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City Officials Ponder Future of Nelson Jordan Center

Wheeling Searches for New Director of Parks and Recreation

Located on Charles Street just off of 12th and Jacob streets near the downtown, the Nelson Jordan Center is the only city-owned recreation center in Wheeling. (Photo by Eric Ayres)

WHEELING — The only city-operated recreation center in Wheeling marked its 70th anniversary this year, and with needed improvements in mind, city leaders are pondering options for the future of the facility and the programs it offers to the community.

Later this week, members of Wheeling City Council are expected to tour the Nelson Jordan Center, located on Charles Street, just off of 12th and Jacob streets in East Wheeling between the downtown and the Grandview/Vineyard Hill area.

Missing from that tour will be a city of Wheeling director of Parks and Recreation. Two weeks ago Jesse Mestrovic, who had served as the city’s Parks and Recreation director since the beginning of 2019, stepped down in order to pursue a new career opportunity in Loveland, Colo. The city is currently seeking candidates to fill the director’s position.

Discussions have been taking place regarding the future of the Nelson Jordan Center, its funding and programming, and whether or not the center should be renovated or relocated to a more modern facility.

Wheeling City Councilwoman Rosemary Ketchum said she became aware of the needs of the Nelson Jordan Center earlier this year while meeting with Ward 3 residents during her election campaign. Many constituents expressed concerns about the need to bring improvements to the aging facility.

The 70-year-old Nelson Jordan Center in East Wheeling is the only recreation center owned and operated by the city. Officials in Wheeling are discussing options for the future of the aging facility, with hopes of bringing expanded programming and physical improvements to the center, whether it is through renovations or a relocation of the facility. (Photo by Eric Ayres)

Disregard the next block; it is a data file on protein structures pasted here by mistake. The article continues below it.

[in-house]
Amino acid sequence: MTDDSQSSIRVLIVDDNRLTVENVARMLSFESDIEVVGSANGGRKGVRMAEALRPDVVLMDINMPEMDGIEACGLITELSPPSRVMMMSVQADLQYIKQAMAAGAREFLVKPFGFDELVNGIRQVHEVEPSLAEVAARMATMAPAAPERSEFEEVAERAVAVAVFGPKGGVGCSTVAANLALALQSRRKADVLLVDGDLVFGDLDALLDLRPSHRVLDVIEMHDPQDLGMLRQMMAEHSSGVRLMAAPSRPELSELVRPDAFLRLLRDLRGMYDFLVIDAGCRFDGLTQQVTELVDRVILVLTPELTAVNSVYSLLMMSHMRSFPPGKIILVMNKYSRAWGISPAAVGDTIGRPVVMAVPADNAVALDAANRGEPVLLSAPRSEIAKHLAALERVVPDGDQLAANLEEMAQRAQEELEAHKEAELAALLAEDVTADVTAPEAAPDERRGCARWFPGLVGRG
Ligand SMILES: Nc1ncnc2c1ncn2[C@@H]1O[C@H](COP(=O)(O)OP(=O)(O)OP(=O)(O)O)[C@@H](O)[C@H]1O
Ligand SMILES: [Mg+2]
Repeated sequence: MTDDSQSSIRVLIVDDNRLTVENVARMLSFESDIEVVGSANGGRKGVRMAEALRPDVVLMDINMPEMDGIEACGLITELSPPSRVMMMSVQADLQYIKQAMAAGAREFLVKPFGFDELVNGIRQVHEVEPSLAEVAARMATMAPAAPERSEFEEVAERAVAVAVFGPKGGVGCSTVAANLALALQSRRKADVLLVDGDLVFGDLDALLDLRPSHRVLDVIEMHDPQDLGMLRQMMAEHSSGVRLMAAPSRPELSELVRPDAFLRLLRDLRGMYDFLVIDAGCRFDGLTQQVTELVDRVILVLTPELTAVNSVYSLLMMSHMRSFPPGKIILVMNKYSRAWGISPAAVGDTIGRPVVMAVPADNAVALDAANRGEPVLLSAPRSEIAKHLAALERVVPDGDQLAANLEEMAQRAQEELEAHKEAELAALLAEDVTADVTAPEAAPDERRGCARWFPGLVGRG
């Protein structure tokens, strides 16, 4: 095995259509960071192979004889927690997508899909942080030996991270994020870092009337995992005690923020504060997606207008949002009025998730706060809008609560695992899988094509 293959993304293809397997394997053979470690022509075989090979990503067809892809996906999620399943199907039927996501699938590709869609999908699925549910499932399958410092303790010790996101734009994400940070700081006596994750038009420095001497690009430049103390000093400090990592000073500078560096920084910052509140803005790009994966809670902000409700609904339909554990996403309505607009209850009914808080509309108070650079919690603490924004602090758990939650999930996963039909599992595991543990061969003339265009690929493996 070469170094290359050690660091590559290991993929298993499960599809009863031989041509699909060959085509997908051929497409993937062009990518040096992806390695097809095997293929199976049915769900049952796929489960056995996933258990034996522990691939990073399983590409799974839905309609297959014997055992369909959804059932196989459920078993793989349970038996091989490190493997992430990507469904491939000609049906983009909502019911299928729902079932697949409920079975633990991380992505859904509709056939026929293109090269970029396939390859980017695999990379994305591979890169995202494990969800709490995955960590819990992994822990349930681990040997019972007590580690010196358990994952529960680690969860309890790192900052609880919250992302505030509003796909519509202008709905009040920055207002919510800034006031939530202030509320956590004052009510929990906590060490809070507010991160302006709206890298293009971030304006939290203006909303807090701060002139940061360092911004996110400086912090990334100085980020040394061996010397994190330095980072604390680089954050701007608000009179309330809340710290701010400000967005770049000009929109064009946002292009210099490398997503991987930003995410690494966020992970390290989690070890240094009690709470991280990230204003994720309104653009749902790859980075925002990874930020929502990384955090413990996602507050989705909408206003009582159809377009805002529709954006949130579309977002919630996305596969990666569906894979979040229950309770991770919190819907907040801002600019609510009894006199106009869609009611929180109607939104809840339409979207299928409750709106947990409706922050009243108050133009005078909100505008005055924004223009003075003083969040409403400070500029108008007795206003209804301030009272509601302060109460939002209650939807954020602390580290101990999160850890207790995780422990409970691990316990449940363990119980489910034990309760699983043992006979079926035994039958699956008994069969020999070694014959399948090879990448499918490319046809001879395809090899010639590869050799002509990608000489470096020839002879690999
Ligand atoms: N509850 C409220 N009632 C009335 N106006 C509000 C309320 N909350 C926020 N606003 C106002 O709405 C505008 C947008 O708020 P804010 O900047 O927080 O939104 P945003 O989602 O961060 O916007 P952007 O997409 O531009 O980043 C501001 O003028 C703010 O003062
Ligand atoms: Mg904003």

“Unfortunately, throughout the past few decades, the Nelson Jordan Center has not received the attention that I think it deserves,” Ketchum said, who brought this topic to the forefront earlier this month as an agenda item during a meeting of the Health and Recreation Committee of Council.

Opened in 1950 during the era of segregation, the center provided members of the local black community a place to exercise and congregate. Today, the center continues to be used on a regular basis, with community members playing basketball, exercising, practicing mixed martial arts and boxing, and participating in other activities.

With a limited budget, programming has been limited in recent years, and despite its solid structure, the building’s accommodations leave much room for improvement, with no air conditioning, poor lighting, no ADA compliance, no centralized entrance or sign-in area and a lack of security equipment.

“I think the Nelson Jordan Center deserves our full and focused attention,” Ketchum said. “I’m dedicated to working on the center with the most community-based approach possible. The new Parks and Rec director, whomever that may be, will play a critical role in helping us improve the center.”

Rod Lee, who has worked at the Nelson Jordan Center staff for 24 years, serves as center director.

A mural on an outside wall of the Nelson Jordan Center promotes "Strength Through Love." (Photo by Eric Ayres)

“I joined the recreation staff in 1996,” Lee said. “From our perspective, we’ve always wanted to provide a place for the most vulnerable and the most at-risk youth in the community.”